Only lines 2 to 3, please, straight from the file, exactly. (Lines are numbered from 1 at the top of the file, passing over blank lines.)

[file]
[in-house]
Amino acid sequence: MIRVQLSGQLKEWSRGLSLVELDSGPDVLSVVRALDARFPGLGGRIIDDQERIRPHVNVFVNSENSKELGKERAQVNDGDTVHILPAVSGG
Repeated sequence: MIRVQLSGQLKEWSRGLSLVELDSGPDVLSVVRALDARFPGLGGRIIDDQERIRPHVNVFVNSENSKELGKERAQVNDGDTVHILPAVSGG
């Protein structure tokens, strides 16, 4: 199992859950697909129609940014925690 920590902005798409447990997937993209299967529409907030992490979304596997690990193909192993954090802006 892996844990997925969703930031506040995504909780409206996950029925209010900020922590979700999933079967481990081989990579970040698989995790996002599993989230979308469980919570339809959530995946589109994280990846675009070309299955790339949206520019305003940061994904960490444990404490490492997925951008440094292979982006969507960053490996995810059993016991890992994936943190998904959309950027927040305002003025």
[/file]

Amino acid sequence: MIRVQLSGQLKEWSRGLSLVELDSGPDVLSVVRALDARFPGLGGRIIDDQERIRPHVNVFVNSENSKELGKERAQVNDGDTVHILPAVSGG
Repeated sequence: MIRVQLSGQLKEWSRGLSLVELDSGPDVLSVVRALDARFPGLGGRIIDDQERIRPHVNVFVNSENSKELGKERAQVNDGDTVHILPAVSGG